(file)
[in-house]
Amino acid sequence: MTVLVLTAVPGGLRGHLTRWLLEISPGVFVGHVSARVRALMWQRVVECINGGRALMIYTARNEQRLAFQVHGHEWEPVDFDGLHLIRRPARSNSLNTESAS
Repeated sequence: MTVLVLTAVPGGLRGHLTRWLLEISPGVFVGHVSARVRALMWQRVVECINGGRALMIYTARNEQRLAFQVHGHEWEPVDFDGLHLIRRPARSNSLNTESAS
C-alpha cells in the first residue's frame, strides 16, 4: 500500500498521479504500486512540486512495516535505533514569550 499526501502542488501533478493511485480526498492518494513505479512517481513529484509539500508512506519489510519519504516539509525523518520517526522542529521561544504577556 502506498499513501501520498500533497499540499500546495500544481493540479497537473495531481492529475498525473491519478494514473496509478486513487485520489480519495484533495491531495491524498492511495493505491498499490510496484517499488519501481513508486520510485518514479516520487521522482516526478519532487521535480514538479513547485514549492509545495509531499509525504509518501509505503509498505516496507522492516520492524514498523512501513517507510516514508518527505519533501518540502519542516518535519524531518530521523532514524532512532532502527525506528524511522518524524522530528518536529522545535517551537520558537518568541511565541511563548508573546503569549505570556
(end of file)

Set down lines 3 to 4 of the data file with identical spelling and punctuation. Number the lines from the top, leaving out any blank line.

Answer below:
Repeated sequence: MTVLVLTAVPGGLRGHLTRWLLEISPGVFVGHVSARVRALMWQRVVECINGGRALMIYTARNEQRLAFQVHGHEWEPVDFDGLHLIRRPARSNSLNTESAS
C-alpha cells in the first residue's frame, strides 16, 4: 500500500498521479504500486512540486512495516535505533514569550 499526501502542488501533478493511485480526498492518494513505479512517481513529484509539500508512506519489510519519504516539509525523518520517526522542529521561544504577556 502506498499513501501520498500533497499540499500546495500544481493540479497537473495531481492529475498525473491519478494514473496509478486513487485520489480519495484533495491531495491524498492511495493505491498499490510496484517499488519501481513508486520510485518514479516520487521522482516526478519532487521535480514538479513547485514549492509545495509531499509525504509518501509505503509498505516496507522492516520492524514498523512501513517507510516514508518527505519533501518540502519542516518535519524531518530521523532514524532512532532502527525506528524511522518524524522530528518536529522545535517551537520558537518568541511565541511563548508573546503569549505570556